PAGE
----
The magic of camp hasn’t worn off 10 years later. It didn’t take long to realize that although the magic of camp happens naturally it is nurtured and grown by the people in this room. It’s sneaking out to the tree house to celebrate Kristen’s last chemo. It’s welcoming back Terry after an 8 hour shortened stay the summer before. It’s watching counselors create adventures for a curious Jack. It’s crowning Miss Sunshine after she arrived late to camp because she recently enrolled in a trial in Jacksonville to fight her Ewing’s for the third time. It’s the culture of “anything is possible,” where hair and limbs are optional. For those of you who never get to see your campers actively fight their cancer battles in the hospital I can attest that camp TRULY changes lives. Kids literally live for camp. A child’s legacy literally lives on at camp.
If there’s one thing I’ve learned about camp it’s that camp is not a place like I originally thought 10 years ago. Camp is a vignette of stories, sown together by campers and volunteers alike. The camp experience for me has become a highlight reel of memories with so many of you playing such integral roles. Emily and Katy, even though you made me sleep on the top bunk and ride bikes, you welcomed me in and you taught me what inclusiveness and community meant. This being Stephanie’s last year as a camp nurse I cannot pass up the opportunity to extend my deepest thanks and gratitude. Having Stephanie as a cabin nurse for two years taught me what goes into being a camp nurse and the hours and sleepless nights it takes to make medicine and healthcare secondary to the fun and memories made at camp.
For me camp has become a place where I can lose myself in human kindness and the resiliency of the human spirit, and because of that I will be forever changed.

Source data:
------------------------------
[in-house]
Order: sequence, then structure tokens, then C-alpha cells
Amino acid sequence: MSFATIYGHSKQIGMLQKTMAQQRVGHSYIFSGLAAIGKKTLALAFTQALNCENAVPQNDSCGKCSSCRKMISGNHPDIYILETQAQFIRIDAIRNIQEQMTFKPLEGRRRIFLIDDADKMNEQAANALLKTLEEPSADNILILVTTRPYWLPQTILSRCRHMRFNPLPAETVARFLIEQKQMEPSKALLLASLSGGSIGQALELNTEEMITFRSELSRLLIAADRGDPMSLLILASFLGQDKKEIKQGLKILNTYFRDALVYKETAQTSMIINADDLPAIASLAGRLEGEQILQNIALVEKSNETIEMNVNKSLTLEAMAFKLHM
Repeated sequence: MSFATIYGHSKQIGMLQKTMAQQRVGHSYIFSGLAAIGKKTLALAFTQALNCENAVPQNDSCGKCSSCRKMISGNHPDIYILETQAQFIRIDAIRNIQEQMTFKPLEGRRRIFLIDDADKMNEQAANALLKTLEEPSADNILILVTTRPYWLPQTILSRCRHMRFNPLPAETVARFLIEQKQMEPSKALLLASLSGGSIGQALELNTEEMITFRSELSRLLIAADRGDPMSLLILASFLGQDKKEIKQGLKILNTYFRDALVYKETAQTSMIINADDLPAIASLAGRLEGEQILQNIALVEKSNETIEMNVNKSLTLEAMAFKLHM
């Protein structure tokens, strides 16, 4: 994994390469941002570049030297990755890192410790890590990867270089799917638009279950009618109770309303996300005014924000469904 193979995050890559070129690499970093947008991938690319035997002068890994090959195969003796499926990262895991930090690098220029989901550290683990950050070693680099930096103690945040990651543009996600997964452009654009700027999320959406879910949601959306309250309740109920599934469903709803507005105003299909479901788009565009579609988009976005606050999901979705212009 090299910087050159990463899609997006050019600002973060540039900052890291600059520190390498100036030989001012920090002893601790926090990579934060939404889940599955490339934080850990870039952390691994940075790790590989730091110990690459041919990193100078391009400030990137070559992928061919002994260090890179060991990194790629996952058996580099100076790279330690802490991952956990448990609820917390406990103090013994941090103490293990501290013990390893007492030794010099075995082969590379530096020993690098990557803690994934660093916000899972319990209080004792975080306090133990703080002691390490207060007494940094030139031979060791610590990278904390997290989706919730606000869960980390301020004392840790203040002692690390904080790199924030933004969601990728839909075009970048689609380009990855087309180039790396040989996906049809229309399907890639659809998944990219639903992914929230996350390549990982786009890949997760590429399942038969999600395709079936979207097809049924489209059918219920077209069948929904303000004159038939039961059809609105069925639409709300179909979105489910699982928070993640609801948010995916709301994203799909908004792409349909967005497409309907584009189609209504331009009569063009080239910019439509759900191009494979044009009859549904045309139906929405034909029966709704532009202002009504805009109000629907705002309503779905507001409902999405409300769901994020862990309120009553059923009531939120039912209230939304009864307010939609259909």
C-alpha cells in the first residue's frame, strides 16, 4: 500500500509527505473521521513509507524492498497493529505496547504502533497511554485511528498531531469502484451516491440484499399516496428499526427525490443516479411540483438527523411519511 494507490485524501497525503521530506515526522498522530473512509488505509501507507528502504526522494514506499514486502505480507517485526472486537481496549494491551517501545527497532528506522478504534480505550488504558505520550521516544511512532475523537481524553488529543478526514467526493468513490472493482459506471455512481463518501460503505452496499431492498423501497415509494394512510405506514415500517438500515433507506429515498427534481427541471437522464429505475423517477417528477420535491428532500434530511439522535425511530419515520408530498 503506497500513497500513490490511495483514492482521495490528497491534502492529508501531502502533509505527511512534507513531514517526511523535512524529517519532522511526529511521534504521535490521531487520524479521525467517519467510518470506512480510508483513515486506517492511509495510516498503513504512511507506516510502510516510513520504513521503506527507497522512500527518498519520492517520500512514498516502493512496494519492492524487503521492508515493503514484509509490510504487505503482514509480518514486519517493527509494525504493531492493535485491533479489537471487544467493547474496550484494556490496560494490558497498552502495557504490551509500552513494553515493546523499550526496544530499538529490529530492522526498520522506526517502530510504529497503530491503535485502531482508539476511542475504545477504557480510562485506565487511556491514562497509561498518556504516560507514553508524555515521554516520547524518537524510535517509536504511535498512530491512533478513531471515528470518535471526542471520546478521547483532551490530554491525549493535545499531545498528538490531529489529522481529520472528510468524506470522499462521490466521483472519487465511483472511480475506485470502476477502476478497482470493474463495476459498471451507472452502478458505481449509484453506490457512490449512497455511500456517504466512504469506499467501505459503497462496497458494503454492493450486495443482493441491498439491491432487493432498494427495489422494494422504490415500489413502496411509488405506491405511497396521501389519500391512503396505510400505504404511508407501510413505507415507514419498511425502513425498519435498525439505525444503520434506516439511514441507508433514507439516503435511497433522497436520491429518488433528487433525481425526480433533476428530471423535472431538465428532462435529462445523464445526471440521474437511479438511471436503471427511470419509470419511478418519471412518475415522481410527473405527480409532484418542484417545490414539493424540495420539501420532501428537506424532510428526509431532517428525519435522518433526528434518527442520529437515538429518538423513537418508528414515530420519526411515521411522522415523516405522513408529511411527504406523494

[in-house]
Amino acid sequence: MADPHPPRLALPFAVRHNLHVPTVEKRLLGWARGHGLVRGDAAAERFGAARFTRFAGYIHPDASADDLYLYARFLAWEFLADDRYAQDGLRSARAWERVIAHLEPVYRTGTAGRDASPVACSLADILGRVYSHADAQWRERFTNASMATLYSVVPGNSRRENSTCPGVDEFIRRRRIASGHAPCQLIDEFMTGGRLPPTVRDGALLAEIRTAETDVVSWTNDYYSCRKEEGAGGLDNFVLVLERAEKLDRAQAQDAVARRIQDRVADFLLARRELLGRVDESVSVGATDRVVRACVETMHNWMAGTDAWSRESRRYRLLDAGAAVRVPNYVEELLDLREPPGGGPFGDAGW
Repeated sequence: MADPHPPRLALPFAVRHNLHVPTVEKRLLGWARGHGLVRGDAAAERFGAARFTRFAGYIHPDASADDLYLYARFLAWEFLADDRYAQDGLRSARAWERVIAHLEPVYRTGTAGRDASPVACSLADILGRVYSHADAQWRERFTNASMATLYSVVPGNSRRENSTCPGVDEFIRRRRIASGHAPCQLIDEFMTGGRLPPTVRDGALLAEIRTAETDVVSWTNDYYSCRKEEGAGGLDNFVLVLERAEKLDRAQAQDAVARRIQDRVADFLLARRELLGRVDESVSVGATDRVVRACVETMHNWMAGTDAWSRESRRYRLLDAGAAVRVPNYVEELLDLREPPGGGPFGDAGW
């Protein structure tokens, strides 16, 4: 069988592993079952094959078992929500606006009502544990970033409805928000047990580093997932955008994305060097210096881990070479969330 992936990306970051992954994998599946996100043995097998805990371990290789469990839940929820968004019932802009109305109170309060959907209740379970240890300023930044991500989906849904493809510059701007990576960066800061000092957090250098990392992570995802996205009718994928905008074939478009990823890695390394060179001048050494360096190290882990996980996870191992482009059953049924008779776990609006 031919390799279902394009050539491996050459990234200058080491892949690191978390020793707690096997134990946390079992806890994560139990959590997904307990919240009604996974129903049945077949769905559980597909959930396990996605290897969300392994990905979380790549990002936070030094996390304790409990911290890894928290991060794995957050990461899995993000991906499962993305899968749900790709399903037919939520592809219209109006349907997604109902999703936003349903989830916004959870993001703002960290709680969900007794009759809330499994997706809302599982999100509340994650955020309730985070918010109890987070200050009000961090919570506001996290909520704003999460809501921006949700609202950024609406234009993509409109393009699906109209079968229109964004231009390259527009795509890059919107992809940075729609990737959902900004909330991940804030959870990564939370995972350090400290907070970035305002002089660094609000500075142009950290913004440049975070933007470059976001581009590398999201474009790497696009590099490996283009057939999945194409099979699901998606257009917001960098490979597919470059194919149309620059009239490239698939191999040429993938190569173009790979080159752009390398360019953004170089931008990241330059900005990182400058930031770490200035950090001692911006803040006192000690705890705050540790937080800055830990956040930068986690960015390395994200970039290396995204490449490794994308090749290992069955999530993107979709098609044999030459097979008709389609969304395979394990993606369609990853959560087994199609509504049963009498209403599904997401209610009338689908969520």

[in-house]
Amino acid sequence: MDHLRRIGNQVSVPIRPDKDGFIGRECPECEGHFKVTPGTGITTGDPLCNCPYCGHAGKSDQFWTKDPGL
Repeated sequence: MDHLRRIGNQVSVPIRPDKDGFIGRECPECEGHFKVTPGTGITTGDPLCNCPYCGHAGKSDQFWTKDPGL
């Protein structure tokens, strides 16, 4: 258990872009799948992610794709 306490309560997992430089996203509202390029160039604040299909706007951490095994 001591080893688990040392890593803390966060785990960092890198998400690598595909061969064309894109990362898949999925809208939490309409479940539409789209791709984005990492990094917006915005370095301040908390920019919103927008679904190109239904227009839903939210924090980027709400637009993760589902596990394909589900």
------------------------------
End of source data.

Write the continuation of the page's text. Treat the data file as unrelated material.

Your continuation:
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The Beauty of Camp Sunshine by Lanie Shreckenberger

Thirteen summers ago, two little campers reunited for their second year at Camp Sunshine. The one camper, Danielle, had a surprise for her fellow camper Elaina- she was going to be celebrating her birthday that week with everyone! Luckily, they would remember this moment because Duncan Dobie got a shot if the two little girls before they headed to their cabin. But sadly, Danielle had to move away to California shortly after camp was over that year. And she never came back to camp. Elaina (Lanie) a and her cabinmates thought they would never see Danielle again.

But on December 20, 2013 this would change. I made my way to the camp house for the Young Adults Christmas Party and I’ll admit I was kind of reluctant about going. I knew I was going to be one of the oldest campers there and didn’t think many of my friends from camp were coming. I was greeted by Bubbles and Eric Newberg and then went in the back to say hello to the people (including some campers) that I did know. While eating, a girl whom I had (thought) I’d never seen before came up to Jane asking what to do with her plate. Then she was heading out and suddenly Eric and I were talking about Mickle the Pickle. I asked him why we were talking about Mickle and he told me that the girl, named Danielle, said she had remembered him from camp. So then I tried to place her in my head from years past and Eric said she had only ever been in Jane’s cabin when she was little. Suddenly I started connecting the dots and I ran to find Danielle and Tenise. Luckily I caught them before Danielle left and I went ahead and asked her if she was who I thought she was. After seeing my name tag she soon realized who I was and we hugged because it was a Christmas Miracle- I found the girl who celebrated her birthday at camp 13 years ago!